For now, there are still politicians who send their own children to private schools while opposing programs that would bring that same choice within reach of lower-income families. Perhaps, in the long run, they may be forgiven by posterity. In the medium term, though, they are likely to pay a price at the ballot box.

You’ll Get Served

Tonight Barack Obama and John McCain will appear together in New York to “discuss in depth their views on service and civic engagement in the post-9/11 era” in a primetime forum hosted by ServiceNation, “a dynamic new coalition of 110 organizations that has a collective reach of some 100 million Americans and is dedicated to strengthening our democracy and solving problems through civic engagement and service.” 

According to their website, bethechangeinc.org, ServiceNation does not support mandatory national service. Their model is a dramatically expanded version of the subsidized volunteerism so popular on both sides of the political aisle. (For Cato work on federal national service programs and proposals, go here.)

Starting Inauguration Day 2009 — and culminating on next year’s 9/11 anniversary — they’ll be pushing their “advocacy campaign for national service legislation.” Among the proposals they favor: “Expanding service on college campuses. Placing 1 million Americans per year in full- and part-time stipended national service by 2020.” As the website states: “This policy agenda proposes meaningful opportunities for service at every key life stage, and for every socioeconomic group, from kindergarten through the post-retirement years.”

One wonders what sort of useful “service” five-year-olds can perform in between playtime and naptime. But the point, apparently, is that “these proposals will help instill a culture of service at an early age and provide opportunities for Americans to continue serving throughout their lifetimes.”

As tonight’s event demonstrates, both parties link the call for national service to the tragedy of September 11th. At last month’s Saddleback Civil Forum on the Presidency, Pastor Rick Warren asked both candidates “what do you think is the greatest moral failure of America?”  McCain’s answer was especially interesting.  Was it slavery?  Indian removal?  Japanese internment?  Nope: 

I think America’s greatest moral failure has been… throughout our existence, perhaps we have not devoted ourselves to causes greater than our self-interest, although we’ve been at the best at it of everybody in the world.

McCain continued with a backhanded dig at President Bush’s post-9/11 advice to Americans to “Do your business around the country. Fly and enjoy America’s great destination spots. Get down to Disney World in Florida.” McCain told Warren:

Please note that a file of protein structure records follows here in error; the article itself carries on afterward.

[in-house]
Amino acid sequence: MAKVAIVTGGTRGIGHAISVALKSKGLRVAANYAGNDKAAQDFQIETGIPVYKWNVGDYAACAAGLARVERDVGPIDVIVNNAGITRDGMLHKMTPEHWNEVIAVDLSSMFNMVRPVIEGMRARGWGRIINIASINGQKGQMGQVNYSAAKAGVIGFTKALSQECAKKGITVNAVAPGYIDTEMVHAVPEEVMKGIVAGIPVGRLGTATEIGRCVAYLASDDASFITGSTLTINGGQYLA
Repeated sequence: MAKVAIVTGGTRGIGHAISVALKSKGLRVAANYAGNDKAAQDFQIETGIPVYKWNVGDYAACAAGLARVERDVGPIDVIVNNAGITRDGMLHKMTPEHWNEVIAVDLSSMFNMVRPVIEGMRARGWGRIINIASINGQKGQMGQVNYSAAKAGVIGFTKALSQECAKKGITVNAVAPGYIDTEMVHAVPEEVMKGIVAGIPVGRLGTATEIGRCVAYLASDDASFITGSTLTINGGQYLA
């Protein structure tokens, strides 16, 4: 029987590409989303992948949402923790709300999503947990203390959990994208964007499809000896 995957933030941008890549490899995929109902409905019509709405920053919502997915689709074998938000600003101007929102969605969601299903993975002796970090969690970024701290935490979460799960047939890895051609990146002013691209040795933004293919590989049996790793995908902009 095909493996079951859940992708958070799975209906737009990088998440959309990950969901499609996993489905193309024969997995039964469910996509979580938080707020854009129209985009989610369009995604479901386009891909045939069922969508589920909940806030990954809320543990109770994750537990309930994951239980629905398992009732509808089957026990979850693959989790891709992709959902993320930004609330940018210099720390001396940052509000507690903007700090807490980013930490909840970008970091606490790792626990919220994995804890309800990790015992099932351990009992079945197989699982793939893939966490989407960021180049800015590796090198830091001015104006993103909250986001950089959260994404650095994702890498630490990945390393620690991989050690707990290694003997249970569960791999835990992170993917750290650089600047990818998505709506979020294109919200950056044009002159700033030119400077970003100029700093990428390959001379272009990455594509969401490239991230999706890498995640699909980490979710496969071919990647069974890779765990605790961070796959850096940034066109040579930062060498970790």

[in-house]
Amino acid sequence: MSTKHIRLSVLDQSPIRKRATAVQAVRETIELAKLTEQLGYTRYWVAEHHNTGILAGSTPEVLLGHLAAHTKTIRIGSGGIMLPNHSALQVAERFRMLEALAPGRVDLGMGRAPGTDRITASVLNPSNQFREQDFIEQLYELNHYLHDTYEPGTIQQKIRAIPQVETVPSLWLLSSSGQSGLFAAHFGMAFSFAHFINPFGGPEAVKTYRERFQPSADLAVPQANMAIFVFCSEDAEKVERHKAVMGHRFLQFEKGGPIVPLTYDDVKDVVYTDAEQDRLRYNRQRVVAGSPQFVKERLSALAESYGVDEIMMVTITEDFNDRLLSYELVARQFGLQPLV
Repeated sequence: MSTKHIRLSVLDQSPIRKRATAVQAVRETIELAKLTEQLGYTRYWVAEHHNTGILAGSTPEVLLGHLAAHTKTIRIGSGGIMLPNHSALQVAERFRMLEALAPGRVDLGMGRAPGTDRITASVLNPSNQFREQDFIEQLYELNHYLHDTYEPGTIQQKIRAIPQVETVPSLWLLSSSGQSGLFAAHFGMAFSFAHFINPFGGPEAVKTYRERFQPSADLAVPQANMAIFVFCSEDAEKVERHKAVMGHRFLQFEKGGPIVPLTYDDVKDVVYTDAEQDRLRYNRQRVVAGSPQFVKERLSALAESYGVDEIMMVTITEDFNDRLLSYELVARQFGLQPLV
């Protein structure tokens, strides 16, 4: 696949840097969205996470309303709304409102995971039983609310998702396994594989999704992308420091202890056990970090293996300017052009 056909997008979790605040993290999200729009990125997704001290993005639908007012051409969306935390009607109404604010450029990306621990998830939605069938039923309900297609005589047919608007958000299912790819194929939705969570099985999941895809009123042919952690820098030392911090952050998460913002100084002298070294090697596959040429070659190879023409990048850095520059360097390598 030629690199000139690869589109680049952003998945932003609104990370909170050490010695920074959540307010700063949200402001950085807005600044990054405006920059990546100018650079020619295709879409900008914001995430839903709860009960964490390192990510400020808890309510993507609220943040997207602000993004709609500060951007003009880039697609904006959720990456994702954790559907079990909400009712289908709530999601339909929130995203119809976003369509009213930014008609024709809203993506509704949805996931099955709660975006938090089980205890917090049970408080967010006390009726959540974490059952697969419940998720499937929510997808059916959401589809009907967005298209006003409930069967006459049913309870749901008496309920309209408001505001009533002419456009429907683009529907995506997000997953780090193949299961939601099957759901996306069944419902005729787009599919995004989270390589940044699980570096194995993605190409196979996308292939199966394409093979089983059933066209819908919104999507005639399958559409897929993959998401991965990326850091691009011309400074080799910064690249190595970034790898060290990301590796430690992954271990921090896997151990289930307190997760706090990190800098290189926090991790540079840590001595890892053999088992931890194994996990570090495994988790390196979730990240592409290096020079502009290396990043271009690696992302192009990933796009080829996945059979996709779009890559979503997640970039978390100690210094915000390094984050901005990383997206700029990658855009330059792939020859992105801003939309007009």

I think after 9/11, my friends, instead of telling people to go shopping or take a trip, we should have told Americans to join the Peace Corps, AmeriCorps, the military, expand our volunteers, expand what you’re doing — (APPLAUSE) — expand what you’re doing, expand the current missions that you are doing, that you are carrying out here in America and throughout the world, in Rwanda. And I hope we have a chance to talk about that later on.

In an October 2001 Washington Monthly article, McCain displayed what Matt Welch has called his “essentially militaristic conception of citizenship.” He praised City Year, an AmeriCorps initiative operating in 13 cities: “City Year members wear uniforms, work in teams, learn public speaking skills, and gather together for daily calisthenics, often in highly public places such as in front of city hall.” He also endorsed the National Civilian Community Corps, “a service program consciously structured along military lines,” in which enrollees “not only wear uniforms and work in teams… but actually live together in barracks on former military bases.” McCain calls for expanding these two initiatives and “spread[ing] their group-cohesion techniques to other AmeriCorps programs.” But perhaps we can take heart in McCain’s grudging admission that “it is not currently politically practicable to revive the draft.”

In any event, it’s good that ServiceNation is encouraging people to help their neighbors out. But why does that effort have to culminate in federal legislation? All too many people, Left and Right, seem to buy into David Brooks’s notion that “ultimately, national purpose can only find its voice in Washington.” According to that mindset, if a barn-raising takes place without a federal subsidy, it’s like it hasn’t really happened at all.

Few of us will want to argue with noble sentiments like Obama’s (or was it God’s?) injunction to act as our “brother’s keeper” or McCain’s call to serve “a cause greater than our self interest.” But it’s hard to see how any of this is their — or the government’s — business.

Americans help each other out in myriad ways everyday without expecting a government paycheck or the seal of approval from a newly minted bureaucracy. But when Americans perform charitable works outside the state, it’s awfully hard for politicians to take credit for their service.